Interracial Dating: Self Love or Self Hate?
I was walking down the street in Los Angeles when an approaching couple entered my awareness. A Black man in his mid 20’s with almond brown skin playfully carrying a White woman with sprawling blonde hair on his back as they laugh down the avenue. Her white legs were a contrast against his dark forearms as he joyfully held her, and when I asked if I could photograph them they obliged and proudly posed for the picture that you see above at the top of the article.
I live in LA- and one thing I’ve noticed here (and in Oakland, San Diego, Seattle, and many places in between) is that nearly every time I see a Black man out in public romantically with a woman she is white. Or the woman is Asian, Latina, Arab or some form of racial ambiguity that is not Black.
Now wait, before we start this ride we’re about to take together- let me be clear that this is not some article written to thrash interracial dating or the people who are involved in interracial relationships. I would however like to ask a few questions as well as explore the implications of Black men not dating or building relationships with Black women. I’ll move statistics and research out of the way and deal with the inside lens and natural awareness that comes from being a Black man and the observations and communal knowledge that that perspective grants me.
Off top, let’s get the ridiculous myth out of the way that Black men are largely with white or other non Black women because of love or just happening to meet and fall in love with a person that is not Black. Of course there are incidents where a Black man falls in love with a woman that is not Black and it is purely innocent and void of any prejudice or self hate on his part. However, it is just an outright fact that Black males; boys, teenagers, young men, and old Black men in linen suits alike- are drawn to non Black women based on a preference that is conditioned in their mind to find beauty in women that do not look like their mothers and grandmothers- and resent or even be repelled by dark skin and thick hair. It goes right along with being conditioned to not live around Black people if you can help it, to not work with Black people if you can help it, and so on. You’ll hear brothers saying things like “Man! I need a White girl”, “I don’t date Black women”, or the most laughable self hate idiom I just heard recently: “If it ain’t snowin’ I ain’t goin’…’’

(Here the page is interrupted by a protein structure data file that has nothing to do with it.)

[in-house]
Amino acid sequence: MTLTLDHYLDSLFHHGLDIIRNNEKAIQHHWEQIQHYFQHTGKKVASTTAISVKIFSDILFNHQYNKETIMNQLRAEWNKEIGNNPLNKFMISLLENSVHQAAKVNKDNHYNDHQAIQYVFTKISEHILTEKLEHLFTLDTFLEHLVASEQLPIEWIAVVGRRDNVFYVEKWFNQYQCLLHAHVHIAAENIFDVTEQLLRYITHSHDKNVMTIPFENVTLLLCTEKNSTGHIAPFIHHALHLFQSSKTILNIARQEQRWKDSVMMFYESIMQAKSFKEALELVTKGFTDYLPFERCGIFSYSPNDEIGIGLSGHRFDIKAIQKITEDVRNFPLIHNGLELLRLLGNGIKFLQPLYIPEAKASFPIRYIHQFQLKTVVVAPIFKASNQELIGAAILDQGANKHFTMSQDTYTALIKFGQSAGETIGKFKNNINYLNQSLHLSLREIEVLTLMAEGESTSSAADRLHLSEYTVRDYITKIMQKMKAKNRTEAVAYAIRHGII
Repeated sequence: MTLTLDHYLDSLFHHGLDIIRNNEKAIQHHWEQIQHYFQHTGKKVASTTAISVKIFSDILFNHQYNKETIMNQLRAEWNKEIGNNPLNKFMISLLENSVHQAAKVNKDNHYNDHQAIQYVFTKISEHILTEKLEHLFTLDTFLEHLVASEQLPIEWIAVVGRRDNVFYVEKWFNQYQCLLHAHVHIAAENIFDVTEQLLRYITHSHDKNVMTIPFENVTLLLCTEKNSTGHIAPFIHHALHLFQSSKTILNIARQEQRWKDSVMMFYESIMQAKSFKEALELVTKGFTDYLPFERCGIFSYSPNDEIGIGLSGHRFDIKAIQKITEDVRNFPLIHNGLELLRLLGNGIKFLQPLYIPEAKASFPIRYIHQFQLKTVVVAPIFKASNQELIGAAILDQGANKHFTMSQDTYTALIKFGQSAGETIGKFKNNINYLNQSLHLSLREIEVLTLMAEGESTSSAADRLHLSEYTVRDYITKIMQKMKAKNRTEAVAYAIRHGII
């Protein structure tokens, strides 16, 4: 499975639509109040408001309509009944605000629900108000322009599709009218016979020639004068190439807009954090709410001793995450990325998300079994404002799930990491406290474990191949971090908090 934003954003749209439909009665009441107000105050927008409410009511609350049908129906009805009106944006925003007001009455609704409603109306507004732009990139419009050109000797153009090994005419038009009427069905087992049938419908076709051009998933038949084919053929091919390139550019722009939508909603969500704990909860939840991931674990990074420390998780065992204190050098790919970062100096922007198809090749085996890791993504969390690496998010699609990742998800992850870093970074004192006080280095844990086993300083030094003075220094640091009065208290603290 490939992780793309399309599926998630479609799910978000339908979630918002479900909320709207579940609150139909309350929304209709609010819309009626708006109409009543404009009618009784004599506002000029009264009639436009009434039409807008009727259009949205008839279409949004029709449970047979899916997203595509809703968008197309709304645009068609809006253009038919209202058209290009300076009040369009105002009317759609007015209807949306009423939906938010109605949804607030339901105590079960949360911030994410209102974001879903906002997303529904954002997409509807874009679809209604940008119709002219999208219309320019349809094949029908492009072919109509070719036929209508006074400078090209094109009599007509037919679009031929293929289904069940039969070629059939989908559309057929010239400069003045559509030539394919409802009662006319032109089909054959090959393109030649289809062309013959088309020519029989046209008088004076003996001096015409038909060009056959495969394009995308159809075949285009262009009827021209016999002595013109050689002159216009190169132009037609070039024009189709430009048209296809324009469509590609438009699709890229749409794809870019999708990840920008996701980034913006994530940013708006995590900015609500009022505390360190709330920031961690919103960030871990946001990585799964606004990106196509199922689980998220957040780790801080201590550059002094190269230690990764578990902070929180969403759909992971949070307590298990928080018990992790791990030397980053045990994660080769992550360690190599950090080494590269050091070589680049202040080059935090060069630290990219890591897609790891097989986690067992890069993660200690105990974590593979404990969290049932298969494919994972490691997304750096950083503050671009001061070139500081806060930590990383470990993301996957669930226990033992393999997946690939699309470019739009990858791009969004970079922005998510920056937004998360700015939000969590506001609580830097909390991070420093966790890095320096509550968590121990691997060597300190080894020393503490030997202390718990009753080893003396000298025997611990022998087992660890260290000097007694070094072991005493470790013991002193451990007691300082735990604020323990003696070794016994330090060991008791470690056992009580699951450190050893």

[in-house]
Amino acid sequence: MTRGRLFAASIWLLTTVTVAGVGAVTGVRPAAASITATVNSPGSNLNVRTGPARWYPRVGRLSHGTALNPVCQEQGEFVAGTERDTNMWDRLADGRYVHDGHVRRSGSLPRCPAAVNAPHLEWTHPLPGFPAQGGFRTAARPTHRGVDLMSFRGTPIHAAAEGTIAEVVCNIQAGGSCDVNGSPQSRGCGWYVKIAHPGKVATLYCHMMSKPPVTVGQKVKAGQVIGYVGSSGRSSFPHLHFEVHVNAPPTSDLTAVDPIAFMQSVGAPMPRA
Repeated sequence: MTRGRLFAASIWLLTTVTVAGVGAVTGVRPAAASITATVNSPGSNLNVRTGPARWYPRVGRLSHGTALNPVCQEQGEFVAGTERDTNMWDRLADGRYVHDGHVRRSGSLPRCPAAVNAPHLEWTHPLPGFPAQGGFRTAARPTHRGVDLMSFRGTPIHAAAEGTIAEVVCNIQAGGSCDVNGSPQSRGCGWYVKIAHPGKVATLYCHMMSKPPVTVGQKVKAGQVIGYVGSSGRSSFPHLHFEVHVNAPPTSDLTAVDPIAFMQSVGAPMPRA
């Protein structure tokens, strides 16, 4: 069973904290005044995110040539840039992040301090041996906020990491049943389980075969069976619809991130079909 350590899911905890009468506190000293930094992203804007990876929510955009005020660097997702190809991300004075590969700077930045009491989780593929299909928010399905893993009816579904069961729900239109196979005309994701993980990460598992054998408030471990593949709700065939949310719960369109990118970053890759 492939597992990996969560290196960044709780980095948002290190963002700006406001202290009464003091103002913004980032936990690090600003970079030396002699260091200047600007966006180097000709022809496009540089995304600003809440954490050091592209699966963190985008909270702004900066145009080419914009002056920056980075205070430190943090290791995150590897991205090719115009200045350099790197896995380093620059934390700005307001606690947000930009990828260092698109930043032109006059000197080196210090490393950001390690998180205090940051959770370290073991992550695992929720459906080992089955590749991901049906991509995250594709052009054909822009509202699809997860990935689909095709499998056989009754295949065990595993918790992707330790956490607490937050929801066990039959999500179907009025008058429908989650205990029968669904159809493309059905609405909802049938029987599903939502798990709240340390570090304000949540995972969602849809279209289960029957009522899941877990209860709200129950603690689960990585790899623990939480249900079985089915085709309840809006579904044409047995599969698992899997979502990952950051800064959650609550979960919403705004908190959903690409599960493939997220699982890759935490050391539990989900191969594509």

In my hometown of Oakland, CA there’s an area that surrounds a lake called Lake Merritt. You literally can spend a whole Sunday afternoon watching young couples walk by and not once see a Black man and woman walking down the street romantically!
A sci-fi movie romance could be filmed there with the following plot:
COMING SOON: InvisiNegro
“It is the year 2014 and Black men and women have been shot with lasers that makes it impossible for them to see or notice each other. A social affect is then on the rise where every single Black man and woman you see walks the city holding hands with women and men of other races as they have forgotten that each other ever existed.”
It isn’t just a Black man thing either. Increasingly more and more Black women are connecting with and dating White men. Again, let’s move the research and university findings on race out of the way and tap into what is known in the Black community:
In general for decades, if not centuries, Black women have been weirded out by, not interested in, nor inviting of the advances of White men. This social and cultural reaction by Black women probably stems from their ancestral socializing into the gaze of White men through slave trade rape, molestation, and brutality onto not just them- but their children and husbands as well. Even in the last 50 years of a modern America- Black women have maintained a firm interest and commitment to Black men, even as many Black men simultaneously opt out of being in relationships with them, as well as abandoning them and their children in catastrophic numbers.